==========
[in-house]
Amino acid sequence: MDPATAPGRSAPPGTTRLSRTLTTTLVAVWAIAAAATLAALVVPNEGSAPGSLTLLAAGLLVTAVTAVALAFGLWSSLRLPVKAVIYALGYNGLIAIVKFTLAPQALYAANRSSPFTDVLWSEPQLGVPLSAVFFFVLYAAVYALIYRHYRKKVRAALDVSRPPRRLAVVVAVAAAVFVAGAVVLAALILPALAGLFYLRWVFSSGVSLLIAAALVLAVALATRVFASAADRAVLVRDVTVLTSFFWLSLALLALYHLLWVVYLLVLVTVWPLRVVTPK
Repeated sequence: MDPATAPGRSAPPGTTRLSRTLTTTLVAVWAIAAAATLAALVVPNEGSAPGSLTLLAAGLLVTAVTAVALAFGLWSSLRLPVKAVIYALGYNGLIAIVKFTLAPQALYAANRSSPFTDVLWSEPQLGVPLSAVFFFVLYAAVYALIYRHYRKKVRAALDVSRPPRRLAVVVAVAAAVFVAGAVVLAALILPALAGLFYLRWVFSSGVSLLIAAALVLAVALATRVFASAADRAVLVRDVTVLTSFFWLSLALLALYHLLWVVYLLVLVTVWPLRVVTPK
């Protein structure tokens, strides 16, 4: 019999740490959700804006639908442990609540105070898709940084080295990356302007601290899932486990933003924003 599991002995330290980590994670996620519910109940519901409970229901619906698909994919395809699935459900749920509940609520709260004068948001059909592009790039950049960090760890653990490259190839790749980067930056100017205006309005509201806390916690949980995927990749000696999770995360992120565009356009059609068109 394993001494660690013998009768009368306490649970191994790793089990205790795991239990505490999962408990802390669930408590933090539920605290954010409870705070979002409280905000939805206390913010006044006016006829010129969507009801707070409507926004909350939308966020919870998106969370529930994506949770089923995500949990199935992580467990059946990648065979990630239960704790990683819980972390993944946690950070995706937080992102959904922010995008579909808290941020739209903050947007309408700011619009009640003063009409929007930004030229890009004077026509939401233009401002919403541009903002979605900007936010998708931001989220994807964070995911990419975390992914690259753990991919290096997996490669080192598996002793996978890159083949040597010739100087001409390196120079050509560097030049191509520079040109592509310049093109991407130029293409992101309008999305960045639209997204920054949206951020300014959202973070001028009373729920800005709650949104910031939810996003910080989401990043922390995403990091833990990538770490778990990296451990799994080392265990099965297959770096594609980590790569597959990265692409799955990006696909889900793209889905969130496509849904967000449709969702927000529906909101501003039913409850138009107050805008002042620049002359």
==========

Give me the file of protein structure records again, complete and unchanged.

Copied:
[in-house]
Amino acid sequence: MDPATAPGRSAPPGTTRLSRTLTTTLVAVWAIAAAATLAALVVPNEGSAPGSLTLLAAGLLVTAVTAVALAFGLWSSLRLPVKAVIYALGYNGLIAIVKFTLAPQALYAANRSSPFTDVLWSEPQLGVPLSAVFFFVLYAAVYALIYRHYRKKVRAALDVSRPPRRLAVVVAVAAAVFVAGAVVLAALILPALAGLFYLRWVFSSGVSLLIAAALVLAVALATRVFASAADRAVLVRDVTVLTSFFWLSLALLALYHLLWVVYLLVLVTVWPLRVVTPK
Repeated sequence: MDPATAPGRSAPPGTTRLSRTLTTTLVAVWAIAAAATLAALVVPNEGSAPGSLTLLAAGLLVTAVTAVALAFGLWSSLRLPVKAVIYALGYNGLIAIVKFTLAPQALYAANRSSPFTDVLWSEPQLGVPLSAVFFFVLYAAVYALIYRHYRKKVRAALDVSRPPRRLAVVVAVAAAVFVAGAVVLAALILPALAGLFYLRWVFSSGVSLLIAAALVLAVALATRVFASAADRAVLVRDVTVLTSFFWLSLALLALYHLLWVVYLLVLVTVWPLRVVTPK
């Protein structure tokens, strides 16, 4: 019999740490959700804006639908442990609540105070898709940084080295990356302007601290899932486990933003924003 599991002995330290980590994670996620519910109940519901409970229901619906698909994919395809699935459900749920509940609520709260004068948001059909592009790039950049960090760890653990490259190839790749980067930056100017205006309005509201806390916690949980995927990749000696999770995360992120565009356009059609068109 394993001494660690013998009768009368306490649970191994790793089990205790795991239990505490999962408990802390669930408590933090539920605290954010409870705070979002409280905000939805206390913010006044006016006829010129969507009801707070409507926004909350939308966020919870998106969370529930994506949770089923995500949990199935992580467990059946990648065979990630239960704790990683819980972390993944946690950070995706937080992102959904922010995008579909808290941020739209903050947007309408700011619009009640003063009409929007930004030229890009004077026509939401233009401002919403541009903002979605900007936010998708931001989220994807964070995911990419975390992914690259753990991919290096997996490669080192598996002793996978890159083949040597010739100087001409390196120079050509560097030049191509520079040109592509310049093109991407130029293409992101309008999305960045639209997204920054949206951020300014959202973070001028009373729920800005709650949104910031939810996003910080989401990043922390995403990091833990990538770490778990990296451990799994080392265990099965297959770096594609980590790569597959990265692409799955990006696909889900793209889905969130496509849904967000449709969702927000529906909101501003039913409850138009107050805008002042620049002359």